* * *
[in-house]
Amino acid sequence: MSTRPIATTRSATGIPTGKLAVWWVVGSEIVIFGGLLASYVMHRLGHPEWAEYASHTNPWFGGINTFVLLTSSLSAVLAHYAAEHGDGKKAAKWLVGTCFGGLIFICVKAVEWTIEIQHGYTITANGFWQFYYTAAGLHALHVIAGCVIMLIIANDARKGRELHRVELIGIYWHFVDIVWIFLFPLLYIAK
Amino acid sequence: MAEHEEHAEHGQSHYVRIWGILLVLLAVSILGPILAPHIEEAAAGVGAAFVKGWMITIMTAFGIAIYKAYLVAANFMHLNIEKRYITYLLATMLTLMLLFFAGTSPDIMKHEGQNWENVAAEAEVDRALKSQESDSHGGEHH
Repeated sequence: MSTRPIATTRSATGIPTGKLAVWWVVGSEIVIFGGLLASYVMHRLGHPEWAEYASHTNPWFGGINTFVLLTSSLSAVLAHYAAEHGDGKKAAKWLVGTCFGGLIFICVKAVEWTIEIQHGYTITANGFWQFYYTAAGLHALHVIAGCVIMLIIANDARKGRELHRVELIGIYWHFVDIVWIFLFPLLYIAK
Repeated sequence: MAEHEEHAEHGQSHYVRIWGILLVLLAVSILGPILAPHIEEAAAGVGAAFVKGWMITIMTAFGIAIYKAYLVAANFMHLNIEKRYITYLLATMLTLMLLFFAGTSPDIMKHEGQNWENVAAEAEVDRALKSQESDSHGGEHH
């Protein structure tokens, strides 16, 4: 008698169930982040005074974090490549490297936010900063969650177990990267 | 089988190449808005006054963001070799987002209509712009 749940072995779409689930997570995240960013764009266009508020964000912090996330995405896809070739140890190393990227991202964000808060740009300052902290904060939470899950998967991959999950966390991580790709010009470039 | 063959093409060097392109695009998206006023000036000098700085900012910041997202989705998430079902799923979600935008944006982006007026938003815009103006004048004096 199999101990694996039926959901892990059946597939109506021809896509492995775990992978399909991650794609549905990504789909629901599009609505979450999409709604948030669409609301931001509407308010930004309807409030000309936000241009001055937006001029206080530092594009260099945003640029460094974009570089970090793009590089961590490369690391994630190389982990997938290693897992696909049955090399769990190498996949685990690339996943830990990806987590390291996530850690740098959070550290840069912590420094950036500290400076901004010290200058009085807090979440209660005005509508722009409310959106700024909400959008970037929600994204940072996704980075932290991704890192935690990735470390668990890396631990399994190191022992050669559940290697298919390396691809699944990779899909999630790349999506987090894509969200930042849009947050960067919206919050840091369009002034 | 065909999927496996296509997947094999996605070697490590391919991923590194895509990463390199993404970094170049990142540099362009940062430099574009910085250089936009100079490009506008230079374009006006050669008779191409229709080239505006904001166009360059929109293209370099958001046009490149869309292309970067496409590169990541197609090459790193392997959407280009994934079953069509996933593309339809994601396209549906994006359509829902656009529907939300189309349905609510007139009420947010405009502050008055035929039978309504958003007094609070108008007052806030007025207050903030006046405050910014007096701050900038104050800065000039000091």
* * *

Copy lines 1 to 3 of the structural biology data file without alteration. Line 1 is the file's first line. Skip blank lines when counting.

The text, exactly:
[in-house]
Amino acid sequence: MSTRPIATTRSATGIPTGKLAVWWVVGSEIVIFGGLLASYVMHRLGHPEWAEYASHTNPWFGGINTFVLLTSSLSAVLAHYAAEHGDGKKAAKWLVGTCFGGLIFICVKAVEWTIEIQHGYTITANGFWQFYYTAAGLHALHVIAGCVIMLIIANDARKGRELHRVELIGIYWHFVDIVWIFLFPLLYIAK
Amino acid sequence: MAEHEEHAEHGQSHYVRIWGILLVLLAVSILGPILAPHIEEAAAGVGAAFVKGWMITIMTAFGIAIYKAYLVAANFMHLNIEKRYITYLLATMLTLMLLFFAGTSPDIMKHEGQNWENVAAEAEVDRALKSQESDSHGGEHH